By Ashlei Buhrow
Proclaim Member and MDiv student, Luther Seminary
Well, it’s that time of the year! School is starting, new faces are coming onto campus, and there is a feeling of orderly chaos. For the first time in a long time, I actually am looking forward to the start of a school year. Why? Because I’m starting to see the ways in which I can use my gifts at Luther Seminary.
Last year was my first year of seminary, and that came with a lot of changes: turning 21, moving to a new state, living with unfamiliar people, and most life changing—coming out. In October of 2016, I told my friends and family that I was a lesbian, and not unlike many, felt very alone. I knew that there was a group on campus called Emmaus that was an LGBTQIA+ group, but I didn’t have the guts to reach out to them until much later.
Then, this group called Extraordinary Lutheran Ministries (ELM) kept coming up in my circles, and I was encouraged to get involved! I joined, and immediately got connected with Proclaim. Lucky for me, a position in the Seminary Outreach Team had opened up the following week—and I was invited to be the student representative for Luther Seminary. To be honest, I had no clue what I should or shouldn’t do; honestly, I didn’t even really grasp what it meant to be gay. But I knew I had support and always would be supported.
That brings us to this year at Luther Seminary. Everyone deserves to feel like they can be authentic and true to themselves, and that’s exactly what I hope to help bring to the Luther Seminary campus as part of the Seminary Outreach Team, and leader for Emmaus!Today, we tabled at the Open House hours during First Week orientation—rainbow and trans flags flying, with the addition of some Skittles and Starbursts. These past few years, a lot has changed at Luther Seminary, and so I decided to leave it up to the campus population to help decide what Emmaus and Proclaim will mean to them. Those who were interested placed their names, pronouns, and contact information on a sheet for me to connect with them; the sky is the limit after that! Some ideas currently in place are: working with Decolonize Lutheranism and Naked and Unashamed; learning more about LGBTQ+ rights and their roles in the global church; and facilitating more opportunities on campus for education on trans rights. I look forward to this school year and starting fresh, but even more so I am looking forward to being a person that people know is here for them and connecting them to resources they find helpful.
Ashlei Buhrow is a Master of Divinity middler (second year, for those not in the know!) at Luther Seminary, and in candidacy toward Word and Sacrament ministry in the Northwestern Wisconsin Synod (a surprising turn of events discerned only three days after she finished her undergraduate degree at the University of Wisconsin)! Currently job hunting for something that feeds her passion for youth ministry and LGBTQ+ engagement, Ashlei enjoys testing out the breweries of Minnesota, spending time with her partner and her dog, and exploring in nature.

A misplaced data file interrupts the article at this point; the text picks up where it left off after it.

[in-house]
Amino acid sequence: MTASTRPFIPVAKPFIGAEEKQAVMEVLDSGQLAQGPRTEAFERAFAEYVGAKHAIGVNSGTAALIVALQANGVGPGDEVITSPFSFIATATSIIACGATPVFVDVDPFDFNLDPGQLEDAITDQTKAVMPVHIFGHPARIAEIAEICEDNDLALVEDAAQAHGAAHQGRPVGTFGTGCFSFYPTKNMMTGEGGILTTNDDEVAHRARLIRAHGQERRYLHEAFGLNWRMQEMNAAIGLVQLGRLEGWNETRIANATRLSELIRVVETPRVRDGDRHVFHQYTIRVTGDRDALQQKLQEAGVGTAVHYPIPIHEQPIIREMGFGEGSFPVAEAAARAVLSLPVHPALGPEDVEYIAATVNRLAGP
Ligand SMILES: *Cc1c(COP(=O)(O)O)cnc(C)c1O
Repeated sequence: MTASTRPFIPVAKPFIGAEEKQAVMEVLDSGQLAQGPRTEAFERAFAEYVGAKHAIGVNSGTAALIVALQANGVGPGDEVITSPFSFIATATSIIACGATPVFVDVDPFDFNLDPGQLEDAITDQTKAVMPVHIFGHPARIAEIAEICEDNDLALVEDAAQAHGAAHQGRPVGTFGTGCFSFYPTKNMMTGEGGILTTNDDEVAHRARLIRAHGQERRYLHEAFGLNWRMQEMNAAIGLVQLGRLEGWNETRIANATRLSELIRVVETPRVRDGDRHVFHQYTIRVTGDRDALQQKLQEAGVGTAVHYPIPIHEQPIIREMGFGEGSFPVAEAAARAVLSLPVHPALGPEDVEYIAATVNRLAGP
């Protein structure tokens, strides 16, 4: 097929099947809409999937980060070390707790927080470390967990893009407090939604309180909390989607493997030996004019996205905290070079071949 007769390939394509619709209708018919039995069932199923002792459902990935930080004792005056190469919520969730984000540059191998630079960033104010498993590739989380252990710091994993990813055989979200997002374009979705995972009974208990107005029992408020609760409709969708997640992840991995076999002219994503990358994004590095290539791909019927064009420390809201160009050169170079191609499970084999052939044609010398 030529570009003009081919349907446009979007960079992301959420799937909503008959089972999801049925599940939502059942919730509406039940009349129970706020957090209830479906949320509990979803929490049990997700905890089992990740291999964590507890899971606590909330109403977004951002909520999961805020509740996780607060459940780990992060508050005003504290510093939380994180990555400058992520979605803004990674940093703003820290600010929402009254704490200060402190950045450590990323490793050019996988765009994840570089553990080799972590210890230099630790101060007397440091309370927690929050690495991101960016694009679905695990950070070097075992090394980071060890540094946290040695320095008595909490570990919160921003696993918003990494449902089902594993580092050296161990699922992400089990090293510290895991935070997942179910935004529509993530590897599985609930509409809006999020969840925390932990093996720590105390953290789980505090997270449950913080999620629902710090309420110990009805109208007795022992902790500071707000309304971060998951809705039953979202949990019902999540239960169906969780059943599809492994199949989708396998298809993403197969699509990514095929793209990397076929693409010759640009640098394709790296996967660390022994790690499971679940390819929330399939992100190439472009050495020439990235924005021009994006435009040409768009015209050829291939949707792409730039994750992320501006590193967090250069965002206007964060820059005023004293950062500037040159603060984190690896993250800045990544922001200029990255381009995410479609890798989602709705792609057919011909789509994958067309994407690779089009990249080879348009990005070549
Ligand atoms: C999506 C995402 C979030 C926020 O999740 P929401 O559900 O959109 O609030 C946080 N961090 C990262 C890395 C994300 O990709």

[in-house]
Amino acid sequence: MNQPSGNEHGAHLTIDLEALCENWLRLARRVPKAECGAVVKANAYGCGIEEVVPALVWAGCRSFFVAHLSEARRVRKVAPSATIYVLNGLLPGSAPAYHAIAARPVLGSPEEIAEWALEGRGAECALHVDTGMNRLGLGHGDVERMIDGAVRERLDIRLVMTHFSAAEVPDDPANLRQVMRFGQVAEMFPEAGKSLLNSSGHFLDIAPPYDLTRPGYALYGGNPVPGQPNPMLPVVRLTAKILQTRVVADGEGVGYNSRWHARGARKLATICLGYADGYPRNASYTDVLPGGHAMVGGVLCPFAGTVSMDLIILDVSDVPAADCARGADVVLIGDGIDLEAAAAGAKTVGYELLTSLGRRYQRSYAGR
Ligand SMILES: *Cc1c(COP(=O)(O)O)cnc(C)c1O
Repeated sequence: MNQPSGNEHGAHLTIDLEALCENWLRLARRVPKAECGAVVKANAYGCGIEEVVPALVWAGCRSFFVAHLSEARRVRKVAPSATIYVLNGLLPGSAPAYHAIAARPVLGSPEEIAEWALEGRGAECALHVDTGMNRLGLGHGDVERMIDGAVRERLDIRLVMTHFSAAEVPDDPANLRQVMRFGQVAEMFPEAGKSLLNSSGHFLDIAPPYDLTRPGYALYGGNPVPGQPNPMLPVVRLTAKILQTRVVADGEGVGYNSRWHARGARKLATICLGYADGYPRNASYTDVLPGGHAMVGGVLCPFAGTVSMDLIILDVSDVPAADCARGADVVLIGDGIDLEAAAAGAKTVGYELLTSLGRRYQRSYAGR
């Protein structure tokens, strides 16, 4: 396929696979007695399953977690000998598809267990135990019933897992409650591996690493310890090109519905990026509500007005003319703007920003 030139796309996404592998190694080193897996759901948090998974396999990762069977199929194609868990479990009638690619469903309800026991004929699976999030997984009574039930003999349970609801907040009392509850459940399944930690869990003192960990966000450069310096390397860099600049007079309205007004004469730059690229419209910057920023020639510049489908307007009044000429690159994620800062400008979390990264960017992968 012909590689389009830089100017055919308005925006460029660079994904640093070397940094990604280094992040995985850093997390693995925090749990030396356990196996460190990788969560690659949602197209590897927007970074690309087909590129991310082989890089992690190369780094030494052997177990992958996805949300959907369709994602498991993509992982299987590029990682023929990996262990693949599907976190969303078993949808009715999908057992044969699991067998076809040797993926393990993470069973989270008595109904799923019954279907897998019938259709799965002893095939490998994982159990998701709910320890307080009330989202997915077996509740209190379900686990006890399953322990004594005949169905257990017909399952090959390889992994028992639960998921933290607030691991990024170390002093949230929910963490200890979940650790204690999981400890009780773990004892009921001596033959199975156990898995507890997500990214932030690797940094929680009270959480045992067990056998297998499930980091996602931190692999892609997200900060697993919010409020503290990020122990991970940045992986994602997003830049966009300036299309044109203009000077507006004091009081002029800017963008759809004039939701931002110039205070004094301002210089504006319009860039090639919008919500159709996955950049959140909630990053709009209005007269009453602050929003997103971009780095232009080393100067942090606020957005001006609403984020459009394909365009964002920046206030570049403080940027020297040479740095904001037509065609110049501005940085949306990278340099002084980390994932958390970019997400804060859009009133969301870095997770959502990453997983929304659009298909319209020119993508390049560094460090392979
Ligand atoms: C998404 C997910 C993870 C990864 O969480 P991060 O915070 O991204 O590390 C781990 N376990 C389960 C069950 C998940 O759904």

By Rev. Amanda Nelson
Executive Director, ELM
It took me a little longer to figure it out than some of my peers; although, I suppose still earlier in life than some people I know. When I think about it, there were signs of it when I was a little girl. My parents had an inkling.
I had good role models when I was a child and again when I was in high school and college, so it’s not like I thought it was a bad thing. But still. I felt nervous when I thought of myself in that way.
It took some time of real listening to my own heart before I was finally able to say: “I want to be a pastor.”
Did you think this was going in a different direction? You’re right, I could’ve said these things about finally being able to say “I’m gay.”
Isn’t that fascinating?
When I was visiting Pacific Lutheran Theological Seminary (PLTS) as a prospective student, we spent one evening sharing with each other our call stories: how did you know you were called to be a leader in the church? As we went around sharing, I texted my girlfriend at the time and said, “Wow! This feels an awful lot like sitting with LGBTQ+ friends sharing our coming out stories.”
Deep listening. Feeling a sense of identity and purpose. Fear in telling our friends and family. Risking backlash from our society and culture. Bravely claiming our calling.
Coming out as queer and coming out as a pastor has been a journey intimately intertwined. For me, once I was completely honest with myself and my community about who I am and my sexual orientation, I was then freed and called to be completely honest with myself and my community about my vocation, my calling. I’m one of those people.